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Identification of novel candidate variants including COL6A6 polymorphisms in early-onset atopic dermatitis using whole-exome sequencing

  • Won Il Heo1,
  • Kui Young Park1,
  • Taewon Jin1,
  • Mi-Kyung Lee2,
  • MinJeong Kim1,
  • Eung Ho Choi3,
  • Hae-Suk Kim4,
  • Jung Min Bae5,
  • Nam Ju Moon6 and
  • Seong Jun Seo1Email author
BMC Medical GeneticsBMC series – open, inclusive and trusted201718:8

DOI: 10.1186/s12881-017-0368-9

Received: 24 May 2016

Accepted: 8 January 2017

Published: 26 January 2017

Abstract

Background

The prevalence of atopic dermatitis has increased over the last 10 years. Atopic dermatitis tends to run in families and commonly begins to manifest in childhood. The prevalence of atopic dermatitis is as high as 20% in children. Thus, early diagnosis and treatment of atopic dermatitis are important. Understanding its genetic basis is also needed to facilitate early detection.

Methods

To identify family-specific candidate genetic variants associated with early-onset atopic dermatitis in Koreans, we carried out whole-exome sequencing of three separate families with this condition. Additional validation was performed in 112 AD patients and 61 controls using Sanger sequencing.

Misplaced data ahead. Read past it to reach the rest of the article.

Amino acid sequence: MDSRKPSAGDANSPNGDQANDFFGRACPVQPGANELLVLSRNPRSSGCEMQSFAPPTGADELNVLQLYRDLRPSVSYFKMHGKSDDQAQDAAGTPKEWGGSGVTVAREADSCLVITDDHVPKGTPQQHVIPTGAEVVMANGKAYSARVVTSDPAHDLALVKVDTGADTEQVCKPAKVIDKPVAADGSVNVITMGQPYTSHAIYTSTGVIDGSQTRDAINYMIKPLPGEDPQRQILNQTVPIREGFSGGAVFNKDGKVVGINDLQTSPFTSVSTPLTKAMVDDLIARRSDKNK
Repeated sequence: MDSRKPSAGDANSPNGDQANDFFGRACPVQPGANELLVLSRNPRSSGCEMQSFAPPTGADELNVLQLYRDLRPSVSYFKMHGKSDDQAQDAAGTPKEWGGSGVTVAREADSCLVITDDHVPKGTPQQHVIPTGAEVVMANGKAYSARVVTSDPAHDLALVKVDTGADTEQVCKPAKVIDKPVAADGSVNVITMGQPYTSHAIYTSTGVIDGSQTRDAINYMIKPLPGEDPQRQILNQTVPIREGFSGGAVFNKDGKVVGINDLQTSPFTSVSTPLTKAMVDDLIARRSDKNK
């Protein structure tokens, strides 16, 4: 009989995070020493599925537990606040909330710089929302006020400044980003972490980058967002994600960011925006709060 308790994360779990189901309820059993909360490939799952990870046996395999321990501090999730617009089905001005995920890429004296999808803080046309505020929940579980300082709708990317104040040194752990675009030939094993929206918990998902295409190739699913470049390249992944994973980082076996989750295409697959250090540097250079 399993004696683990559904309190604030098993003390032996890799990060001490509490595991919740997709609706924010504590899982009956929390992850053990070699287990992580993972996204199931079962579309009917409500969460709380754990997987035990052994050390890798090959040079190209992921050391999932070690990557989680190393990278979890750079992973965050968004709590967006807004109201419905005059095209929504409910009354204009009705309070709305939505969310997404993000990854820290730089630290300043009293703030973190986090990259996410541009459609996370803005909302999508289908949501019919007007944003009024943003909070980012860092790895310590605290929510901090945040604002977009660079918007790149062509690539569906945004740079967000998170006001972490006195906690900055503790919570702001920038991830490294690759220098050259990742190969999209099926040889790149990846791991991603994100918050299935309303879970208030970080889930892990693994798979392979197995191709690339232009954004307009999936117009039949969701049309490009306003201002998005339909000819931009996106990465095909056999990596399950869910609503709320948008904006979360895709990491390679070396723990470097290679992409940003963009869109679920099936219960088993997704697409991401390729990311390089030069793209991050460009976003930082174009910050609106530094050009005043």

Results

We focused on both common functional variants with a minor allele frequency higher than 1% and rare variants with a minor allele frequency less than 1%. The relevance of the respective variants was supported by a program that could predict whether the mutations resulted in damaged protein function. Fourteen overlapping genes were identified during exome sequencing. Three variants of the COL6A6 gene appeared in all three families and were in close proximity to atopic dermatitis-related loci on chromosome 3q21. The homozygous frequency for the rs16830494 minor allele (AA) and the rs59021909 (TT) allele and the rs200963433 heterozygous (CT) frequency were all higher in AD cases compared to controls in a population-based case-control study.